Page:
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Miscommunication costs Zakarin a minute at Tour de France

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Ilnur Zakarin (Katusha-Alpecin)

Ilnur Zakarin (Katusha-Alpecin) (Image credit: Bettini Photo)
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Ilnur Zakarin and Ian Boswell greet the crowd at the 2018 Tour de France team presentation

Ilnur Zakarin and Ian Boswell greet the crowd at the 2018 Tour de France team presentation (Image credit: Getty Images)
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Ilnur Zakarin chases after a crash

Ilnur Zakarin chases after a crash (Image credit: Bettini Photo)
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Ilnur Zakarin and his Katusha-Alpecin teammates wore Oakley helmets for the prologue

Ilnur Zakarin and his Katusha-Alpecin teammates wore Oakley helmets for the prologue (Image credit: Josh Evans/Immediate Media)
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Ilnur Zakarin (Katusha-Alpecin)

Ilnur Zakarin (Katusha-Alpecin) (Image credit: Tim de Waele/

Ilnur Zakarin (Katusha-Alpecin) shipped almost a minute in after yet another late crash at the 2018 Tour de France. Although some damage was perhaps unavoidable, the extent of it would have been significantly less were it not for a basic communication error.

The Russian rider hit the deck in a big crash with just over five kilometres remaining of stage 4 but failed to inform his team over race radio.

Ian Boswell, Robert Kiserlovski and Pavel Kochetkov were also involved in the crash and were on hand to help pace Zakarin back towards the peloton, but in normal circumstances, he would have had the German powerhouse duo of Tony Martin and Nils Politt in front of him, too.

The problem was that the Katusha-Alpecin directors had no idea Zakarin had crashed until 2.5km later, by which point it was too late to do much about it.

"There was no communiqué on the radio until the last moment, so we didn't know anything," Dimitri Konyshev said outside the Katusha bus in Sarzeau. "If we'd have known sooner we could have stopped two riders. We could have stopped Nils and Tony. It wouldn't have changed a lot, but we could have rescued some seconds."

Konyshev said that Zakarin had suffered no injuries, but he might well receive a dressing down from the team staff this evening.

"It's his responsibility to say in the radio. He did not communicate with us," Konyshev said. "Maybe he was a little bit pissed off. In a situation like this, it's always easy to talk after, but when you're in the situation you just try to close the gap and maybe you say nothing on the radio."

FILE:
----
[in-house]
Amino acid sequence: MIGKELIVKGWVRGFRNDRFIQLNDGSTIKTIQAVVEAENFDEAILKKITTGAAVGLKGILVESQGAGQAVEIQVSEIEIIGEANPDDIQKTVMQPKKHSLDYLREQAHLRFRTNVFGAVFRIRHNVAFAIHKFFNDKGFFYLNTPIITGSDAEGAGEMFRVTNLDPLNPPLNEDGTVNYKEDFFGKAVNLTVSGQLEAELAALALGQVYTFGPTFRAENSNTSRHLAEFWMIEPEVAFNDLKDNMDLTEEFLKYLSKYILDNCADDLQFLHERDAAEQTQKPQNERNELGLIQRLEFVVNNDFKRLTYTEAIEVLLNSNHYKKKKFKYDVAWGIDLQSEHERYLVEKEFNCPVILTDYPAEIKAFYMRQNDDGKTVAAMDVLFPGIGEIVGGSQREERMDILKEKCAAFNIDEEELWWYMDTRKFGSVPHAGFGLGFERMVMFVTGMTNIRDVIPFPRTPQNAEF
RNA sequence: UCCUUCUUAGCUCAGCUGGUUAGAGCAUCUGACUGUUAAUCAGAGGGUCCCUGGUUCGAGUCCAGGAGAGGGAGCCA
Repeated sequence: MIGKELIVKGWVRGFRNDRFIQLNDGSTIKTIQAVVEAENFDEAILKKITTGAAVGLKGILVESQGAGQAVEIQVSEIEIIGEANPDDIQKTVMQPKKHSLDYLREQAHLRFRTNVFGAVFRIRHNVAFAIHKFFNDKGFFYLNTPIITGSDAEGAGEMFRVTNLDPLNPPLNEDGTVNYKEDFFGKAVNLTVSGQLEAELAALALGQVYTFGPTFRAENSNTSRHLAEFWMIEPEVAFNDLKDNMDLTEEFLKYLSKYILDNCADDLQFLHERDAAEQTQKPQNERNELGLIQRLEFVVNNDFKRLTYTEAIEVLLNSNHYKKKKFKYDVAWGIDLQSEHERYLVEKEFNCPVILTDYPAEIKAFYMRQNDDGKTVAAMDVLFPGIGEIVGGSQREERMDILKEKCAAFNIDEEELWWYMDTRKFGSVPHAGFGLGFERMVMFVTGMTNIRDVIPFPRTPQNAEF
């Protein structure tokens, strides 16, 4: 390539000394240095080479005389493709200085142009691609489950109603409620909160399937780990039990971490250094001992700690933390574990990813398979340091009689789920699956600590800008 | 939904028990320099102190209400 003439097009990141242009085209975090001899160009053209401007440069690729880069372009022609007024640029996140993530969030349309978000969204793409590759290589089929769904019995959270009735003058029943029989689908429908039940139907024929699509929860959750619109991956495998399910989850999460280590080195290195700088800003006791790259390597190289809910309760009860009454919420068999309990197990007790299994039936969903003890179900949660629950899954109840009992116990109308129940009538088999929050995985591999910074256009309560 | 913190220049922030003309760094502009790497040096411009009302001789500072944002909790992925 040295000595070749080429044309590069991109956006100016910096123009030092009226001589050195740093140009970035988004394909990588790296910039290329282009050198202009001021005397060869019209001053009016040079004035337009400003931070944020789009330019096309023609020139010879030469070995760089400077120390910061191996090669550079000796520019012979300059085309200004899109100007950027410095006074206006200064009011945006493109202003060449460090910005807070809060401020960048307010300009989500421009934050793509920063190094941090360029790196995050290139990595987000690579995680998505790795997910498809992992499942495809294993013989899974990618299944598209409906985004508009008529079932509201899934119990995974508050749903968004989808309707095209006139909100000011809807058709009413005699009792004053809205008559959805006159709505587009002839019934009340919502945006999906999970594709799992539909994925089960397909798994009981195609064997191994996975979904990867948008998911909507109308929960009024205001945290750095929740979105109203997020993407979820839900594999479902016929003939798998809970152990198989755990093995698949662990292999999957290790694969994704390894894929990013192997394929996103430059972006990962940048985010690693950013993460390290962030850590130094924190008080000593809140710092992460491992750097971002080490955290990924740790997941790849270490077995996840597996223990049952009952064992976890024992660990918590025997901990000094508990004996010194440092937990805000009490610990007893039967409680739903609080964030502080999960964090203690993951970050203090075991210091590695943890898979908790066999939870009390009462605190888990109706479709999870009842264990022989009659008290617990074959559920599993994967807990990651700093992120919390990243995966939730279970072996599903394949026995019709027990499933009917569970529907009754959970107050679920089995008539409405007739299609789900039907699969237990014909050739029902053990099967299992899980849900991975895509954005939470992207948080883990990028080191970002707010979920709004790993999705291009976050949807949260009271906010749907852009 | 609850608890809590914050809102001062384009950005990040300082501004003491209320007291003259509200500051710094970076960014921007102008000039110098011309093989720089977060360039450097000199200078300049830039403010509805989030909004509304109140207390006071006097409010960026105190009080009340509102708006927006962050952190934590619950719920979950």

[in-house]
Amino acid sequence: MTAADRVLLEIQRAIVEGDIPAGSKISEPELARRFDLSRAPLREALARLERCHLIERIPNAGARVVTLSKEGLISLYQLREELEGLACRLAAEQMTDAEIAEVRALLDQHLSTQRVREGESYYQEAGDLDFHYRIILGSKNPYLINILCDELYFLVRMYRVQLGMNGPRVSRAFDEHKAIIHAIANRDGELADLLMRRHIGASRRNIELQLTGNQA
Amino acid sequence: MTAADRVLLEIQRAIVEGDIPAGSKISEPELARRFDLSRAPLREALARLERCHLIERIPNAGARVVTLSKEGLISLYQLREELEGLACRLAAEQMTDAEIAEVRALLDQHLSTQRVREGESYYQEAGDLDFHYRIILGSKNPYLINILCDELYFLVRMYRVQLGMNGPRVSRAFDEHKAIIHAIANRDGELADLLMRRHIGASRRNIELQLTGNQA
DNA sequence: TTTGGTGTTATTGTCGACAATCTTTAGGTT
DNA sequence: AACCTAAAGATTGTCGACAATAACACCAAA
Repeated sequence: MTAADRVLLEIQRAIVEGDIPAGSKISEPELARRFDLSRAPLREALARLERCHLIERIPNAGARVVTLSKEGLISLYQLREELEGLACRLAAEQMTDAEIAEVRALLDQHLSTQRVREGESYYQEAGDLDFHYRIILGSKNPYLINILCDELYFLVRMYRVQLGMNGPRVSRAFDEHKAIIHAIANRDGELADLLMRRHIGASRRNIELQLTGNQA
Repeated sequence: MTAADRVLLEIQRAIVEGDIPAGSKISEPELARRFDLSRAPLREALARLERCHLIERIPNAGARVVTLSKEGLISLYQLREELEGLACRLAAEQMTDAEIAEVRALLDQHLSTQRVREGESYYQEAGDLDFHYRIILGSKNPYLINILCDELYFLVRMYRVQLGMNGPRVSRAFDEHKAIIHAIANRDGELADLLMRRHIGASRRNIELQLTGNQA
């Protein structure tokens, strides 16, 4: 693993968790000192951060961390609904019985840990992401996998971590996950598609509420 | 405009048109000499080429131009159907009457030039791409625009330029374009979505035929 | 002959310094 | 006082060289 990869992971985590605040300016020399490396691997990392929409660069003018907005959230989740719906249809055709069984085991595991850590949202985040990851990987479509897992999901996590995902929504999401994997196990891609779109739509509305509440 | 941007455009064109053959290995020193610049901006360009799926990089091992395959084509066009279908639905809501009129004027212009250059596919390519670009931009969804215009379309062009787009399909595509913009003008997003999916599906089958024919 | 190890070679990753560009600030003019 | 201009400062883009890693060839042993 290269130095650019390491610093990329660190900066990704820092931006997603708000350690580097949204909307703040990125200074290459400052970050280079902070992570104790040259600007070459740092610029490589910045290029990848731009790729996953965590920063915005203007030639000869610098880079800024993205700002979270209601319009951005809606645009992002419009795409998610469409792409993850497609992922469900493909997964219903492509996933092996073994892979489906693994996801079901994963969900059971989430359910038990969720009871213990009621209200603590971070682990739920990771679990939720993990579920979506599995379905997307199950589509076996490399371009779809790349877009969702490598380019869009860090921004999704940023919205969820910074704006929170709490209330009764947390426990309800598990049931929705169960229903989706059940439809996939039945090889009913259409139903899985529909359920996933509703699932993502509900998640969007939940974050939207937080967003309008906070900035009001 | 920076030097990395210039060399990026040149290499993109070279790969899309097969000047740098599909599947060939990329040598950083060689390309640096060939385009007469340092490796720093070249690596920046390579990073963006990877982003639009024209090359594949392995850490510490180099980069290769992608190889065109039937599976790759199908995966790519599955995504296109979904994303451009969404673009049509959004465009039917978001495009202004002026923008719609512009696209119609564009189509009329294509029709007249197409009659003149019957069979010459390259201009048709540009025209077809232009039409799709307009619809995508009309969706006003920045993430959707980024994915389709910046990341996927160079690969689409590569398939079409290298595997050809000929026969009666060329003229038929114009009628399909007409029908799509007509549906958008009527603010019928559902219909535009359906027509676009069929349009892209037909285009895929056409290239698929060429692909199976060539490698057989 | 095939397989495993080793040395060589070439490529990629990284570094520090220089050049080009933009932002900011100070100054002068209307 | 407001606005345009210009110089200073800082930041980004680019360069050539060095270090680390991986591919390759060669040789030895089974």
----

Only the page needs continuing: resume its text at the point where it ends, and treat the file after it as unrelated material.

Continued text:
While Zakarin failed to keep his team in the loop, the Tour de France race radio brought news of the crash to the team car, though that itself was some minutes after the event. By the time Konyshev had learned of the problems and reached Zakarin with 2.5km to go, it was too late to call Martin and Politt back from the peloton.

"It made no sense to make people wait. I didn't know about it, and when I saw the situation, it was already too late," Konyshev said.

"If they stopped completely, it's almost one kilometre in the front, so it's for nothing. OK it looks really not nice but on the other hand, it's only for the show – you don't gain time with two guys in the final kilometre.

"It was Boswell and Kiserlovski waiting, then Kochetkov. Then one-by-one they were dropped because Ilnur was too strong."

Zakarin crossed the line alone, losing 59 valuable seconds in the fight for the general classification. After finishing on the podium of the Vuelta a España last year, he came to France with ambitions of a top-five finish, but this represents a major setback.

That said, Konyshev preferred to look for the silver lining. Zakarin was not injured, he confirmed, and he insisted also that few riders will come through the chaos of the first week unscathed.

"He has no injuries, and that's the most important thing," said Konyshev.

"It's not nice. It's stupid because they crashed in the front. You always ask the guys to be in the front, and then they crash in the front. They were in first 25-30 positions. I don't know how it happened but they were in a good position. It was only missing communication with him.

"The first nine days are all like this. One time it's someone, one time someone else. When we come to the Alps it will be more or less the same situation. A lot of riders already lost a minute. It can happen to everyone. That's the Tour."

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Deputy Editor - Europe. Patrick is an NCTJ-trained journalist who has seven years’ experience covering professional cycling. He has a modern languages degree from Durham University and has been able to put it to some use in what is a multi-lingual sport, with a particular focus on French and Spanish-speaking riders. After joining Cyclingnews as a staff writer on the back of work experience, Patrick became Features Editor in 2018 and oversaw significant growth in the site’s long-form and in-depth output. Since 2021 he has been Deputy Editor - Europe, taking more responsibility for the site’s content as a whole, while still writing and - despite a pandemic-induced hiatus - travelling to races around the world. Away from cycling, Patrick spends most of his time playing or watching other forms of sport - football, tennis, trail running, darts, to name a few, but he draws the line at rugby.